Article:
• The Latest on Bulgaria's election Sunday: (all times local): 3:10 p.m. Bulgarians are headed to the polls for the third time in four years in an early vote that could tilt the European Union's poorest member closer to Russia. Socialist leader Kornelia Ninova, whose party wants EU sanctions lifted against Russia imposed after it annexed Crimea in 2014, says Sunday that she voted 'for a change.' She also voted for 'security at our borders and inside the country, for justice, and lastly not to give an opportunity to another country, no matter if it comes from East, West or South to interfere in our politics.' Bulgaria, located in southeast Europe, is both a member of the EU and NATO. ___ 11 a.m. Bulgarians are headed to the polls for the third time in four years in an early vote that could tilt the European Union's poorest member closer to Russia. Some 6.8 million Bulgarians are eligible to vote Sunday in an election widely predicted to bring about a fragile government coalition and a fragmented legislature where nationalist and populist parties could become kingmakers. The election campaign focused on the future of EU, the influence of Russia and Turkey on domestic politics, as well as problems associated with an increased number of migrants. Surveys say former Prime Minister Boiko Borisov's center-right GERB party is running neck-and neck with the Socialist Party of ex-communists. Both parties have pledged to improve economic relations with Russia, appealing to voters who feel let down by the EU. 'I voted for a stable, predictable and united Bulgaria, because tomorrow our nation needs to be united,' Borisov said after casting his ballot. ___ 8 a.m. The Bulgarian election on Sunday has sparked protests at the Turkish border for the last two days by nationalists who are determined to keep Bulgarian citizens living permanently in Turkey from coming in to vote. The border blockade reflects rising tensions between the two countries over Turkey's open backing for a group that represents Bulgaria's sizeable Turkish minority. Some 10 percent of the 7.2 million Bulgarians are of Turkish origin or are Muslims. More than 300,000 have settled permanently in neighboring Turkey, but still hold a Bulgarian passport and are eligible to vote. The blockade by nationalists could affect some 50,000 voters from Turkey. The protesters claim Turkish officials are forcing expatriate voters to support DOST, a pro-Ankara party running for the first time that nationalists fear is a threat to Bulgarian interests. The tense relations have prompted a spat between the two nations' leaders. ___ 7 a.m. Boiko Borisov, a 57-year-old political maverick who combined man-in-the-street rhetoric with a strict obedience to the EU when he was prime minister, is a key figure in Bulgaria's election on Sunday. His center-right GERB party was defeated by Socialist President Rumen Radev, a former air force general, in the November 2016 presidential election. Borisov resigned after Radev's victory, and his party's popularity faded because of the slow pace of reforms to eliminate graft and poverty and overhaul the judicial system. It is now pledging to fight corruption and to raise minimum wages and supports EU sanctions on Russia over its role in the Ukraine crisis. Socialist leader Kornelia Ninova wants EU sanctions against Russia lifted, a bigger role for the state in the economy, and has wooed voters with promises of higher salaries and pensions. A populist party Volya (Will) is trying to enter Parliament. It's led by Veselin Mareshki, a wealthy businessman who combines patriotic rhetoric with promises of strict immigration controls and friendlier relations with Moscow.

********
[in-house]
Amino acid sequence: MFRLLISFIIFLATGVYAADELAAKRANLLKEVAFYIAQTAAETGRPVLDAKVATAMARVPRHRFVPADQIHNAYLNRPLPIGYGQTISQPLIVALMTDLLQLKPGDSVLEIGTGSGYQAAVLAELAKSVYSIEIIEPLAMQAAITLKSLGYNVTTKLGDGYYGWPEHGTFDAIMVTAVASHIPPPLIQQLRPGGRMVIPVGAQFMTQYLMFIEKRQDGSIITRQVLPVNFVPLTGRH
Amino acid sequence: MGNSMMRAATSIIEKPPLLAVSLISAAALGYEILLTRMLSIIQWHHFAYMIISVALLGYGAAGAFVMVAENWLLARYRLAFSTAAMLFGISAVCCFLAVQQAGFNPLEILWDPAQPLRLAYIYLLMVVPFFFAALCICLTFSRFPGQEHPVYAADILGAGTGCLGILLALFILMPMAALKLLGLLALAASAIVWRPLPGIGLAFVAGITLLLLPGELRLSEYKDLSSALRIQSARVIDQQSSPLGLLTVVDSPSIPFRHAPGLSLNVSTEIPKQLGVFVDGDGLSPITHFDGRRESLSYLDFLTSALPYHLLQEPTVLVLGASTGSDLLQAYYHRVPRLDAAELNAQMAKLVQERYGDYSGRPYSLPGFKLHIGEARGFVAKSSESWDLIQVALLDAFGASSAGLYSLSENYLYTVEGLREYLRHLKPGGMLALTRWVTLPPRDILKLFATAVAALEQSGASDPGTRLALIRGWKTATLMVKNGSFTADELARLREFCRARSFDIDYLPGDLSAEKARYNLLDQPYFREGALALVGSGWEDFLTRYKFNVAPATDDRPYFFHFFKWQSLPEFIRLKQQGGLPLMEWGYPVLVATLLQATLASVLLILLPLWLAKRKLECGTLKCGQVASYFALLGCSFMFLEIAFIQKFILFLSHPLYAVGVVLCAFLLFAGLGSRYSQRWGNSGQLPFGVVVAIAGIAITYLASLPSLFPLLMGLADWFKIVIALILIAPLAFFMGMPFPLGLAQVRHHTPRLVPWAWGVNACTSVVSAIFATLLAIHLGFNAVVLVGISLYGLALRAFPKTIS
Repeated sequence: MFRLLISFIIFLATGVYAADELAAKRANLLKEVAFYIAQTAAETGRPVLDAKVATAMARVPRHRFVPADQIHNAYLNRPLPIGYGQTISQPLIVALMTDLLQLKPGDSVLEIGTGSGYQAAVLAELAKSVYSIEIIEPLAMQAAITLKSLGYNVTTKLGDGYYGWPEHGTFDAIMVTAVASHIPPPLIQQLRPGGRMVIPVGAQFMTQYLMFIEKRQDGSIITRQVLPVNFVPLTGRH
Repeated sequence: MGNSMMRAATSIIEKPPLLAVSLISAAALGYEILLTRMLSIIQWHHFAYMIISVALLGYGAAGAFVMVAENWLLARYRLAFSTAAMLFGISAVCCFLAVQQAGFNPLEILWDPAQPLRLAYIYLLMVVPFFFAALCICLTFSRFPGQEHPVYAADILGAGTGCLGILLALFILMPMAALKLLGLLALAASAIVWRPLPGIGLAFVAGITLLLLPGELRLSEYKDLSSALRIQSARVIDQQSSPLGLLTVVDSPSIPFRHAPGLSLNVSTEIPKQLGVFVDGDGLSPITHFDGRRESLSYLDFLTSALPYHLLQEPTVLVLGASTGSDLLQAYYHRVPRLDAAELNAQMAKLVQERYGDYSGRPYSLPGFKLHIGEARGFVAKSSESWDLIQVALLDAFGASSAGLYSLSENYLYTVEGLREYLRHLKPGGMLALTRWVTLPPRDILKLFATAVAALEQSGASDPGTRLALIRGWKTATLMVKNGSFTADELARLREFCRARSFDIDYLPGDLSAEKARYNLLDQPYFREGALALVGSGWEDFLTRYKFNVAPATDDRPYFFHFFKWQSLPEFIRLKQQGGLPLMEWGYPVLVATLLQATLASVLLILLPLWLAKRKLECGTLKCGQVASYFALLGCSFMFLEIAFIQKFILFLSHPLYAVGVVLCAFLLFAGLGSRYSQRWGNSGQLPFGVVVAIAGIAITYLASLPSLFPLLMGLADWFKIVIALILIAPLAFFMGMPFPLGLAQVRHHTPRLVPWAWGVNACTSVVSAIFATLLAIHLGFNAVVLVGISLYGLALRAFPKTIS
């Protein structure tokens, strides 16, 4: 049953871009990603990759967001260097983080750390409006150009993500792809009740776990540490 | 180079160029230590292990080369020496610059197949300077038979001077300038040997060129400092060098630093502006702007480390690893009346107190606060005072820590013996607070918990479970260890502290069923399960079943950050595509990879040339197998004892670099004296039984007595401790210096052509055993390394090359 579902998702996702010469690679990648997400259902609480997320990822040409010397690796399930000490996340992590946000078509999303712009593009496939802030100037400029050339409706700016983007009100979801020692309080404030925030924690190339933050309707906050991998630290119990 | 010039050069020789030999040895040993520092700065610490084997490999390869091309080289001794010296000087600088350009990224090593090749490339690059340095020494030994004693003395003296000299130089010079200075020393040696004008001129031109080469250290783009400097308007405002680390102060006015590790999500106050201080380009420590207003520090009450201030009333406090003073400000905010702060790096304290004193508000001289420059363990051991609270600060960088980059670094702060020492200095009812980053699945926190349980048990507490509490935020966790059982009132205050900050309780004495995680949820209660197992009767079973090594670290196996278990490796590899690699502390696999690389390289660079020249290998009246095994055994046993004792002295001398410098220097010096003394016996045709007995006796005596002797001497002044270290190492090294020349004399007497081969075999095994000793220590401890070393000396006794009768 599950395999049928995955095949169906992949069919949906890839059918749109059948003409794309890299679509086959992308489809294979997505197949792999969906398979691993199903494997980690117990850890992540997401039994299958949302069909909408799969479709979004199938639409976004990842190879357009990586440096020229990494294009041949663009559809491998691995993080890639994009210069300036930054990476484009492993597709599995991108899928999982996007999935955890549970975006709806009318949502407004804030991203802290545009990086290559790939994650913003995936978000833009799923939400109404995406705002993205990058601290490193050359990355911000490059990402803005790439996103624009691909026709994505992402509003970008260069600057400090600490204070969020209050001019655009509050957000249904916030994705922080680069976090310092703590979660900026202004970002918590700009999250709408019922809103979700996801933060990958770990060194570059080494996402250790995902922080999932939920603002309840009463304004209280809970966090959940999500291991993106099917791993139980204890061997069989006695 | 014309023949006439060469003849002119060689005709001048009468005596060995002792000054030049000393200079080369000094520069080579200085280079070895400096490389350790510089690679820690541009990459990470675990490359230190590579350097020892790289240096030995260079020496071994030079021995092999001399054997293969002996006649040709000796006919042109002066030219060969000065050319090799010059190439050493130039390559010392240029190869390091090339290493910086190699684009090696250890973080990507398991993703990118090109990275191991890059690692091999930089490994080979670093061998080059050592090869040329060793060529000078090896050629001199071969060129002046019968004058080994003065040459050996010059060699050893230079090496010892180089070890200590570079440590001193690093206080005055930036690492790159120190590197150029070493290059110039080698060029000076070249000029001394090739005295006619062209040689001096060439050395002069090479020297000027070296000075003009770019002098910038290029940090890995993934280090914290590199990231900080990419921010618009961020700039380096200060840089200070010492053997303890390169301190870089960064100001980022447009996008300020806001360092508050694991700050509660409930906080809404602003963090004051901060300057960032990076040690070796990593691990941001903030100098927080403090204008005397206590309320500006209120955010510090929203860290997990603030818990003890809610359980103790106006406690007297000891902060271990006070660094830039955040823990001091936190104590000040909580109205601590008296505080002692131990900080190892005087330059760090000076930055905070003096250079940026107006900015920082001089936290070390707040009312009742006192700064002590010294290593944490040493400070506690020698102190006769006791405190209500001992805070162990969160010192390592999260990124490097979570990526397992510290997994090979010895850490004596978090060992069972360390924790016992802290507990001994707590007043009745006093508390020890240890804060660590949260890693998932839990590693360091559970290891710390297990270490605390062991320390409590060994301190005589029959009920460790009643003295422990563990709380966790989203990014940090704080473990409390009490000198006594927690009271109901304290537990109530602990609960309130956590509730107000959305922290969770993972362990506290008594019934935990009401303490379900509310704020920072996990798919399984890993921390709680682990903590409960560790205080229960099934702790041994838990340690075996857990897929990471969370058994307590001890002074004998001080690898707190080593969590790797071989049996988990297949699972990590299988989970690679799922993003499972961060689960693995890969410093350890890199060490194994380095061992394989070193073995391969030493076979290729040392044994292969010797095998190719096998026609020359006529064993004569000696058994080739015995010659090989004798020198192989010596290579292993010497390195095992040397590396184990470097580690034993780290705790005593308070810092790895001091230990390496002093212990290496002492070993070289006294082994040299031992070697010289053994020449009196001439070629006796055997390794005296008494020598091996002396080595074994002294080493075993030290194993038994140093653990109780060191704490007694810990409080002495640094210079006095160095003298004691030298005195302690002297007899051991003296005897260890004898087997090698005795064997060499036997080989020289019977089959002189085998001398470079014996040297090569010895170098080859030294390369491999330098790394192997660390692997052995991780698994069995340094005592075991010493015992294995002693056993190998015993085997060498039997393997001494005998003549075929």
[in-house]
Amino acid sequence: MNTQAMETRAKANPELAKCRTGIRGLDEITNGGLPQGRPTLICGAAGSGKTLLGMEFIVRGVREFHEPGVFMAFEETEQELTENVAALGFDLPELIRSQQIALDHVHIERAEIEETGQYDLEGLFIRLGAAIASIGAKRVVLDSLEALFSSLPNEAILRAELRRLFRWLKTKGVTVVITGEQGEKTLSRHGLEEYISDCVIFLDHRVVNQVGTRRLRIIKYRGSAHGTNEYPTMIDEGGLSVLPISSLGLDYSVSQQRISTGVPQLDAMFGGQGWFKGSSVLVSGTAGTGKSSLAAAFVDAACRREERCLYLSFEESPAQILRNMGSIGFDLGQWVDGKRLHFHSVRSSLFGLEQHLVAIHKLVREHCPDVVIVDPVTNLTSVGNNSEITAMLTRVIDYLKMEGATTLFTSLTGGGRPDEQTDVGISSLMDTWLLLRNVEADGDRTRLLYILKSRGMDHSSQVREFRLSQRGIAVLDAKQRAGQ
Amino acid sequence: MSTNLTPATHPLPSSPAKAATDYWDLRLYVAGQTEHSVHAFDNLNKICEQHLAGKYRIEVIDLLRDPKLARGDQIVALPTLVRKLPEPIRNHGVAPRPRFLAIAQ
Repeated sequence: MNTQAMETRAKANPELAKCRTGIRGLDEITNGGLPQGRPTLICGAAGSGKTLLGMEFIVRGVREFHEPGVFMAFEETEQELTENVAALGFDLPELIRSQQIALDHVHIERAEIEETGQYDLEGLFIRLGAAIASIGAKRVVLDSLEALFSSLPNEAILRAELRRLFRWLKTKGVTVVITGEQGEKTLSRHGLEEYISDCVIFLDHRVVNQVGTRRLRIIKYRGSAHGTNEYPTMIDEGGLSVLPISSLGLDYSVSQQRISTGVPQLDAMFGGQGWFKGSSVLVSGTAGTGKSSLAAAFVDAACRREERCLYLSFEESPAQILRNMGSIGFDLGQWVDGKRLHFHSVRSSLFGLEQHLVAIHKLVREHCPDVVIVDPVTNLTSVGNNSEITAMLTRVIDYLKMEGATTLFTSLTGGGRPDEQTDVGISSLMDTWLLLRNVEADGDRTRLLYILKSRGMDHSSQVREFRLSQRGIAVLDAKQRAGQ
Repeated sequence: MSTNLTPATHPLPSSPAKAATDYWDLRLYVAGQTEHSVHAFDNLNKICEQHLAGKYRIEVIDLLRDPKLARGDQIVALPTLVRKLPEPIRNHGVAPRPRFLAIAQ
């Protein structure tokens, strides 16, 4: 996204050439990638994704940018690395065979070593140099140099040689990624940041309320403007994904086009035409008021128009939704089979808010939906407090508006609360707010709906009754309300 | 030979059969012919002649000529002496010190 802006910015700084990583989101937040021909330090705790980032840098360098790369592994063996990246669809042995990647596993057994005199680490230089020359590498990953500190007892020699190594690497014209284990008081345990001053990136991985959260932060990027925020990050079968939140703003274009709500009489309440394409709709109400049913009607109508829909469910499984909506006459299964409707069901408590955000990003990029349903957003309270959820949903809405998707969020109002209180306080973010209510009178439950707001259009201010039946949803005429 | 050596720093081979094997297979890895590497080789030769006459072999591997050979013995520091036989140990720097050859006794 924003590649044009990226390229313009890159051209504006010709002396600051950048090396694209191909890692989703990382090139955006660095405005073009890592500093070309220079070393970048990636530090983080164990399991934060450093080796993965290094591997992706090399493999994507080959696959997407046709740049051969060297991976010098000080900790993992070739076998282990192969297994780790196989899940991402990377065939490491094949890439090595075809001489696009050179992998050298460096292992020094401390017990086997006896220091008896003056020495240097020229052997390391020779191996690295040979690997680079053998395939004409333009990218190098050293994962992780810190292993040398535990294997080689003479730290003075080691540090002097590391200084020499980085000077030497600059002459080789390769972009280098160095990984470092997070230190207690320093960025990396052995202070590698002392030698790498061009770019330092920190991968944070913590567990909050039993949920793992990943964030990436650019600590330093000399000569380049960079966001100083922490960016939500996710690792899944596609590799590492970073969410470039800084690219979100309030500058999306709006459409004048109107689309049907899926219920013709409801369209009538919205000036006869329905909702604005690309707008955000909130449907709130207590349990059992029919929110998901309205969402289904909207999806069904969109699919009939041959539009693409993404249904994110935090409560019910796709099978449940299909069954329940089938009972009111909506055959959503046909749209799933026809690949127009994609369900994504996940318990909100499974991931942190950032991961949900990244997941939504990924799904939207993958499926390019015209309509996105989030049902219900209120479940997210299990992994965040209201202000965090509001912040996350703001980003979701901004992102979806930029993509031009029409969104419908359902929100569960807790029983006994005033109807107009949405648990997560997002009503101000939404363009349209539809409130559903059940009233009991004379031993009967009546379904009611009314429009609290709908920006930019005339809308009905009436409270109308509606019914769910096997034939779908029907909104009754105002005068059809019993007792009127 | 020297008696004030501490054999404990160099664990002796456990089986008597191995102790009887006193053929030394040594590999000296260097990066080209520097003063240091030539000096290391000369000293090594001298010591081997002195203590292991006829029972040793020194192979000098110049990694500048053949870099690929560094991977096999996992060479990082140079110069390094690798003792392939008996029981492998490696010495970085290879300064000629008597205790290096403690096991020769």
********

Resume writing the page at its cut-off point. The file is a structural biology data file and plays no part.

• The Islamic State group ordered residents to evacuate the Syrian city of Raqqa on Sunday following reports that a dam contested by U.S.-backed forces upstream on the Euphrates River could collapse, activists reported. The militants said coalition airstrikes had weakened the Tabqa Dam, some 40 kilometers (25 miles) west of Raqqa, and that the water level behind the dam was rising. The extremists captured the city from Syrian rebels in 2014 and it now serves as the capital of the group's self-styled Islamic caliphate. Civilians began fleeing midday, according to the activist-run Raqqa is Being Slaughtered Silently. The Britain-based Syrian Observatory for Human Rights, an opposition-run monitoring group, on Sunday reported that the IS-held dam was out of service for unknown reasons. The two groups rely on local contacts to smuggle information out of IS-held territory. The U.S.-led coalition battling IS could not immediately be reached for comment. The reports from Raqqa came as a leading Syrian opposition group called on the U.S.-led coalition to stop targeting residential areas in and around the city. The Syrian National Coalition said in a statement that it was 'increasingly concerned' about civilian casualties in the campaign against the extremist group. The exiled opposition coalition is taking part in U.N.-mediated talks in Geneva. The SNC said it believed coalition forces were behind an airstrike that killed at least 30 civilians sheltering in a school in the countryside outside Raqqa on March 21. The coalition has said it is investigating. The U.S. has provided substantial air and ground support to the Kurdish-led Syrian Democratic Forces, who are closing in on Raqqa as well as the Tabqa Dam. The Britain-based Syrian Observatory for Human Rights said coalition airstrikes have killed 89 civilians in the Raqqa province in the past week, including 35 in the Badya school, in the village of Mansoura.